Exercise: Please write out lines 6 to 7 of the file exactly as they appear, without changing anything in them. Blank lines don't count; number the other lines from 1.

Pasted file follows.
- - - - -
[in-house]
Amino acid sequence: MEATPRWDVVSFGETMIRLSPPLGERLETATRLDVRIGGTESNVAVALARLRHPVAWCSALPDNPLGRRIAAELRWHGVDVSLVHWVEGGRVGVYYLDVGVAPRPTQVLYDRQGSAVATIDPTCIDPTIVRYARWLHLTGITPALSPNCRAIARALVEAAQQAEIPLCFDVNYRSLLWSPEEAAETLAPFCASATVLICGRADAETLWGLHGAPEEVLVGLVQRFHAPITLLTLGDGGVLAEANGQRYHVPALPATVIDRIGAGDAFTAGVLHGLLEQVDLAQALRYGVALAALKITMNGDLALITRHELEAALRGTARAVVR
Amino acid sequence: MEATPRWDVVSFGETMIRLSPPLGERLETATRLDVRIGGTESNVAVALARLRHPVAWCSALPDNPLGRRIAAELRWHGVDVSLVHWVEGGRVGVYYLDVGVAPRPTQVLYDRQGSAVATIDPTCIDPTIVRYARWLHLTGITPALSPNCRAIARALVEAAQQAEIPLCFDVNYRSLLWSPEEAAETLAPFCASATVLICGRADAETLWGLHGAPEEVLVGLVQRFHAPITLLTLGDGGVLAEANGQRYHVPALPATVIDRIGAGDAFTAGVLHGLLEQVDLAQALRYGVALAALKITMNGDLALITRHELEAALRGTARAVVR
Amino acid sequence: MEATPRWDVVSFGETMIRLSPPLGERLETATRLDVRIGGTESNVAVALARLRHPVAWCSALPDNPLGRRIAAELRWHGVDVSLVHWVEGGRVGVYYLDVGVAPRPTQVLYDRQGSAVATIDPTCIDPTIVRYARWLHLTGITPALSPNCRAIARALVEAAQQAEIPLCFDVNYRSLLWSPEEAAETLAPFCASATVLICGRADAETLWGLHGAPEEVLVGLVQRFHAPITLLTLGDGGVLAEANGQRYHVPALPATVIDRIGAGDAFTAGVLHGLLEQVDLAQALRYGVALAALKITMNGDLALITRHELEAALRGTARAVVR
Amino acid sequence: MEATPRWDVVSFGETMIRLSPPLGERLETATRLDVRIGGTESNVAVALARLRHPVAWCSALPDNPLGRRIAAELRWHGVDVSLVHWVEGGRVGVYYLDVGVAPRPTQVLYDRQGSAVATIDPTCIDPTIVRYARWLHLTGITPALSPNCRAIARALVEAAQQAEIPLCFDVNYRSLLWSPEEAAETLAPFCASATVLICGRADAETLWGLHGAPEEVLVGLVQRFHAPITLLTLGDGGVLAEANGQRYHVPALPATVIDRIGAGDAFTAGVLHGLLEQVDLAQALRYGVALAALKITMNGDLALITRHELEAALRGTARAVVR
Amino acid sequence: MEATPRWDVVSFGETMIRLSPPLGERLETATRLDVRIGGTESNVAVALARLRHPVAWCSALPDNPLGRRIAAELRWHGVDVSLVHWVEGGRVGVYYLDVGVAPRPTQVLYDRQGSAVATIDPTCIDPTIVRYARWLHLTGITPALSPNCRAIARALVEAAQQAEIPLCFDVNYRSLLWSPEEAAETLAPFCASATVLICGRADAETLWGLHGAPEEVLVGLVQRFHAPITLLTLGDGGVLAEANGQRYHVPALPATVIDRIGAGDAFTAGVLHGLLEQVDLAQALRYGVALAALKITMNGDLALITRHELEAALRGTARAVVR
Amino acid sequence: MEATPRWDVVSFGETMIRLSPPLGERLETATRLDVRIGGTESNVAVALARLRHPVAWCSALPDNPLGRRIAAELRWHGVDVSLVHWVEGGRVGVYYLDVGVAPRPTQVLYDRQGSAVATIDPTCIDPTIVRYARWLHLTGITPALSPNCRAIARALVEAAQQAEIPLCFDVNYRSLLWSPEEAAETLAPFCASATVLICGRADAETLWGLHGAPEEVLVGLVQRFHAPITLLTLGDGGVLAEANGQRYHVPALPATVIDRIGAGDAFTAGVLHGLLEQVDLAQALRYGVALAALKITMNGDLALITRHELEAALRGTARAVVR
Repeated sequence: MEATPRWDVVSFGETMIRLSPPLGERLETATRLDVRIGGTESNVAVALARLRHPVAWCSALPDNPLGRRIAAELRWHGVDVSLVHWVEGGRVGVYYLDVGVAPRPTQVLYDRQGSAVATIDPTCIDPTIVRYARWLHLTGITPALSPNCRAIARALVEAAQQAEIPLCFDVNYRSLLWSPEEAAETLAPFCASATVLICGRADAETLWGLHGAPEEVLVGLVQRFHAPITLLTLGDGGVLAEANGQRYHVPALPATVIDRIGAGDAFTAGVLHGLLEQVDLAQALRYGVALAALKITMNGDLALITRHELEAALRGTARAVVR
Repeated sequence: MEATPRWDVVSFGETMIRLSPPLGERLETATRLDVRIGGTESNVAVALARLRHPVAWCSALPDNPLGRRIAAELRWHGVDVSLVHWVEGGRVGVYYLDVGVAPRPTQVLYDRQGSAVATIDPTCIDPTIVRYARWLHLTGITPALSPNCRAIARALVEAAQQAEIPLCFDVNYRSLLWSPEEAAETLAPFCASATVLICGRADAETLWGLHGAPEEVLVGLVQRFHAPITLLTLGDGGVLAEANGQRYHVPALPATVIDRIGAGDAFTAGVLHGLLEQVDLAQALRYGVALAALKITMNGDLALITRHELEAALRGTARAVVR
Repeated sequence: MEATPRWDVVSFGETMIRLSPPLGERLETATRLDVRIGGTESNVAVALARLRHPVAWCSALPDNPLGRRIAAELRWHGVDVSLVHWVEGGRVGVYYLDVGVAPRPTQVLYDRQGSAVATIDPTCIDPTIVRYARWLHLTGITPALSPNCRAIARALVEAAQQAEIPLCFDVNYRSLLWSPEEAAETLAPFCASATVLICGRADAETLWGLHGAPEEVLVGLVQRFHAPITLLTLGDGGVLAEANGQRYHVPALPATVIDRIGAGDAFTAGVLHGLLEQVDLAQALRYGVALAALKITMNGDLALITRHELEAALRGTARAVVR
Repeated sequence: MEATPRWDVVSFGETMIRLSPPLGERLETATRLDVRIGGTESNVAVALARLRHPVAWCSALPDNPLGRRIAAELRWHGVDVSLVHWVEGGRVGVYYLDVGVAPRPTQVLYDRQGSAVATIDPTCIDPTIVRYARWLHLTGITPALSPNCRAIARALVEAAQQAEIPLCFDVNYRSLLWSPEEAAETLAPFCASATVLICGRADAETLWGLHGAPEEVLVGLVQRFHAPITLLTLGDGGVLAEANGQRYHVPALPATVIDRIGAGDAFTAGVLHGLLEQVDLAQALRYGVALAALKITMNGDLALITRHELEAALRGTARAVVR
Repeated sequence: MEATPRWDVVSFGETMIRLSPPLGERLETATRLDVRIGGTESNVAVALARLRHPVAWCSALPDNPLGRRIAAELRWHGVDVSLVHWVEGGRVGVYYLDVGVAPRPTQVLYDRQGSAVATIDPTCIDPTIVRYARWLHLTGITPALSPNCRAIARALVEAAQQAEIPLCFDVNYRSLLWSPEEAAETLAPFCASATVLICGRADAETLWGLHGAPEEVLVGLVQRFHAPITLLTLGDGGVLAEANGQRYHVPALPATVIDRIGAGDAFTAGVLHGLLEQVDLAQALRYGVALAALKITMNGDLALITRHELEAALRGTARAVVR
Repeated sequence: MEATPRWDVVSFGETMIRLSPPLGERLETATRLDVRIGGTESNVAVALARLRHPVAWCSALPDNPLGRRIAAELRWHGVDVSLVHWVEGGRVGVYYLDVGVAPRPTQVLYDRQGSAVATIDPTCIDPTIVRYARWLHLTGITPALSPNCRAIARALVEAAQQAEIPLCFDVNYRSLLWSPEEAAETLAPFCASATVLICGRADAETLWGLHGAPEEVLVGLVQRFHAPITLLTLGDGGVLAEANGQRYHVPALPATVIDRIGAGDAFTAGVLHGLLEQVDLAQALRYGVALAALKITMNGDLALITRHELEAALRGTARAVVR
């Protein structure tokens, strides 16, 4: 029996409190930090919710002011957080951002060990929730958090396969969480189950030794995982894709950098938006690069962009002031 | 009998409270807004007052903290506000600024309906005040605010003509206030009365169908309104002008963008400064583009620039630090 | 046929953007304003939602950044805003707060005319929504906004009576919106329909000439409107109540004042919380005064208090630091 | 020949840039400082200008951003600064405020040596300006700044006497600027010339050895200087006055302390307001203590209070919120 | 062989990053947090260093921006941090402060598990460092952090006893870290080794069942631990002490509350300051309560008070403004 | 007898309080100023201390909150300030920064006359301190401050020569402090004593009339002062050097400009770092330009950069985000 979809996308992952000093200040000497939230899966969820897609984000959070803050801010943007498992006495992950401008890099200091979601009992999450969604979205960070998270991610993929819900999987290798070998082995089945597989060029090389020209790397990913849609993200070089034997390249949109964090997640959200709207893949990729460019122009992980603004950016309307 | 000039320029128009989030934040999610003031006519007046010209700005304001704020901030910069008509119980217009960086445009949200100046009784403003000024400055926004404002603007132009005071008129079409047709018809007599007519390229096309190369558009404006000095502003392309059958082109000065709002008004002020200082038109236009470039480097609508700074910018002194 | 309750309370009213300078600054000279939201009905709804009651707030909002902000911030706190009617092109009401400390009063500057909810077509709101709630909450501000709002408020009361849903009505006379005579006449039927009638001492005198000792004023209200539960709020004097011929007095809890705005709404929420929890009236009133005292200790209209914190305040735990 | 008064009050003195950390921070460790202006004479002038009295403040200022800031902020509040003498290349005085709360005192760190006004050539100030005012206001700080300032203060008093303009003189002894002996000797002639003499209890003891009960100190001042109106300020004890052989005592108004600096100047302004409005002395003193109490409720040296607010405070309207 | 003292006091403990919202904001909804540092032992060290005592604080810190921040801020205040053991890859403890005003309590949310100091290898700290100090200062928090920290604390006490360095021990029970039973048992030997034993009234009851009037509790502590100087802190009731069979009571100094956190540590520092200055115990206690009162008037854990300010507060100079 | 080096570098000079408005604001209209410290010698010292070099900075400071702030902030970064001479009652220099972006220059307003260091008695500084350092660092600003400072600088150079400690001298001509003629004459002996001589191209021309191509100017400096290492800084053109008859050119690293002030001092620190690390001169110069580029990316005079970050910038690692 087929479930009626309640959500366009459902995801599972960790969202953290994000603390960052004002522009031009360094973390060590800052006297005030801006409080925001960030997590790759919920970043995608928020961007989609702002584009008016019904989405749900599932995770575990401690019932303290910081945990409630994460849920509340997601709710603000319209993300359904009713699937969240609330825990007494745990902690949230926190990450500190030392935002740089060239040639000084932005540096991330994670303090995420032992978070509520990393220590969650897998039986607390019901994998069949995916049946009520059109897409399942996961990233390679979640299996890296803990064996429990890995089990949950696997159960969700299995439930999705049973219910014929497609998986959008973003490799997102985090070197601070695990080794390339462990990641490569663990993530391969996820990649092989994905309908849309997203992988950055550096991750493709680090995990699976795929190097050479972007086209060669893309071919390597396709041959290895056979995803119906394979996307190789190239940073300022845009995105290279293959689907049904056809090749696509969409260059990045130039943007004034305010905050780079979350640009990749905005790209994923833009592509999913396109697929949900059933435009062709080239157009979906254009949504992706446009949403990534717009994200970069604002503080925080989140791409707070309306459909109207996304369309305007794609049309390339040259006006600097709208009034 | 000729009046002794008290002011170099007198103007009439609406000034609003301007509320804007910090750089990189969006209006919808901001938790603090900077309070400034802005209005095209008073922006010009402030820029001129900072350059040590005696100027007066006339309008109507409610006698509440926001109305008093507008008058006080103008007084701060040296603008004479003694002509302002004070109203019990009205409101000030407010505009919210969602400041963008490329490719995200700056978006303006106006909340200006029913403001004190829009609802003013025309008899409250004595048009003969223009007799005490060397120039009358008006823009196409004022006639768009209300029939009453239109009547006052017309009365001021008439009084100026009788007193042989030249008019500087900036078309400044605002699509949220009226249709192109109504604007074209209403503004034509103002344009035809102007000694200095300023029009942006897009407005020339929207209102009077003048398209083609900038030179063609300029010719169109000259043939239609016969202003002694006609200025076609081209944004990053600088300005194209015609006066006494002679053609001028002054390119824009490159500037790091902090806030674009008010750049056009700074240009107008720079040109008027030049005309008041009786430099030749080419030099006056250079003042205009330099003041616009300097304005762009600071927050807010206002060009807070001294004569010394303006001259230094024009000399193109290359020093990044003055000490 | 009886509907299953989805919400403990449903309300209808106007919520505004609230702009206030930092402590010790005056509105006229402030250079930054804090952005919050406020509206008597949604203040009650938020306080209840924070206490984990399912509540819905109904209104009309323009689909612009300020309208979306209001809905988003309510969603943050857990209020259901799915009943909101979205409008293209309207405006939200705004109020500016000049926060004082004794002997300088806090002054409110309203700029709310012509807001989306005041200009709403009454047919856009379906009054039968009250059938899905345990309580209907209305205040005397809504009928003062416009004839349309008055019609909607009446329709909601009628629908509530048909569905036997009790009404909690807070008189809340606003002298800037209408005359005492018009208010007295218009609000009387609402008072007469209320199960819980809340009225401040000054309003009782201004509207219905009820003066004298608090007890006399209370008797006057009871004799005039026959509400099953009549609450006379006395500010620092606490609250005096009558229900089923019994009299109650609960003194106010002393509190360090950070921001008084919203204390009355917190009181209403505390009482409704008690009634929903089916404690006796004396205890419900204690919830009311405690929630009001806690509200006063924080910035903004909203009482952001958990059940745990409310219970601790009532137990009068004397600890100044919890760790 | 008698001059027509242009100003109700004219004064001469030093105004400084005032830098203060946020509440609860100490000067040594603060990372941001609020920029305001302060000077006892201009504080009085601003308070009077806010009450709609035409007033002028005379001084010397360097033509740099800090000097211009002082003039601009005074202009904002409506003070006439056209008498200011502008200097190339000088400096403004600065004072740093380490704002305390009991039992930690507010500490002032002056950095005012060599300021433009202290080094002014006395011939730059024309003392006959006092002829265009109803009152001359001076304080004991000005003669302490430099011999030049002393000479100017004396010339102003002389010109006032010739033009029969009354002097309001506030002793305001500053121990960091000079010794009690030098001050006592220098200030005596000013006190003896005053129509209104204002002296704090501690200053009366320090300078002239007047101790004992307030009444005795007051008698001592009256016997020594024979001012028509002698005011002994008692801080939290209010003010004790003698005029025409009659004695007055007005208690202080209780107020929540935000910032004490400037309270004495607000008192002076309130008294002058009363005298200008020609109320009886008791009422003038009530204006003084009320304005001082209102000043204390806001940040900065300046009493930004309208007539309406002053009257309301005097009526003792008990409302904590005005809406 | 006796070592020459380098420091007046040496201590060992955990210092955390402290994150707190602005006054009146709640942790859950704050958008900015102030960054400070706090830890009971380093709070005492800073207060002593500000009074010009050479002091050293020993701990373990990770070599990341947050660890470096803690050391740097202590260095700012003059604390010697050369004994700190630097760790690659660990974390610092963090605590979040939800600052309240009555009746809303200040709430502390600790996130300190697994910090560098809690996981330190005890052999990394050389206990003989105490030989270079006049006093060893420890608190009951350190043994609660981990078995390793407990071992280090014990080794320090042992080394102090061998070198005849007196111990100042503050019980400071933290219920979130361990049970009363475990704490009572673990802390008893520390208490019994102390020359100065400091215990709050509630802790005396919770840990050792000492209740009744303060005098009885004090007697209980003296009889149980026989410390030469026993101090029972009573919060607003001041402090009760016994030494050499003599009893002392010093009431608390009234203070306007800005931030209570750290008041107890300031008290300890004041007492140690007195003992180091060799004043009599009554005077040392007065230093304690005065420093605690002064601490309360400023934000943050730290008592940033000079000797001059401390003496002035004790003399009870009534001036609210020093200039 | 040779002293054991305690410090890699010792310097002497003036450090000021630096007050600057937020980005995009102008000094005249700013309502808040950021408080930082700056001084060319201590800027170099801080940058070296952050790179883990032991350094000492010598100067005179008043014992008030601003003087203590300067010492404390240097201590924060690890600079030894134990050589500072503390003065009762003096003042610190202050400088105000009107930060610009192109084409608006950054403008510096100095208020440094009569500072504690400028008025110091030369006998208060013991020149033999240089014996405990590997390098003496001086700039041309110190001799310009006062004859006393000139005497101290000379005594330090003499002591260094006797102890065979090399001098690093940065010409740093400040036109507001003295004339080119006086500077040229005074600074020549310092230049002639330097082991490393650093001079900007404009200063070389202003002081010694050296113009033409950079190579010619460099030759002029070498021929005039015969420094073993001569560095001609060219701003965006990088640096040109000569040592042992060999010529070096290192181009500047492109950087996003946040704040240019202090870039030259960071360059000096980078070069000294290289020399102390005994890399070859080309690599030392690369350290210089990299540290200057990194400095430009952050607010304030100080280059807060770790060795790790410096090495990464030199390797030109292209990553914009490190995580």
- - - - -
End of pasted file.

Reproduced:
Amino acid sequence: MEATPRWDVVSFGETMIRLSPPLGERLETATRLDVRIGGTESNVAVALARLRHPVAWCSALPDNPLGRRIAAELRWHGVDVSLVHWVEGGRVGVYYLDVGVAPRPTQVLYDRQGSAVATIDPTCIDPTIVRYARWLHLTGITPALSPNCRAIARALVEAAQQAEIPLCFDVNYRSLLWSPEEAAETLAPFCASATVLICGRADAETLWGLHGAPEEVLVGLVQRFHAPITLLTLGDGGVLAEANGQRYHVPALPATVIDRIGAGDAFTAGVLHGLLEQVDLAQALRYGVALAALKITMNGDLALITRHELEAALRGTARAVVR
Amino acid sequence: MEATPRWDVVSFGETMIRLSPPLGERLETATRLDVRIGGTESNVAVALARLRHPVAWCSALPDNPLGRRIAAELRWHGVDVSLVHWVEGGRVGVYYLDVGVAPRPTQVLYDRQGSAVATIDPTCIDPTIVRYARWLHLTGITPALSPNCRAIARALVEAAQQAEIPLCFDVNYRSLLWSPEEAAETLAPFCASATVLICGRADAETLWGLHGAPEEVLVGLVQRFHAPITLLTLGDGGVLAEANGQRYHVPALPATVIDRIGAGDAFTAGVLHGLLEQVDLAQALRYGVALAALKITMNGDLALITRHELEAALRGTARAVVR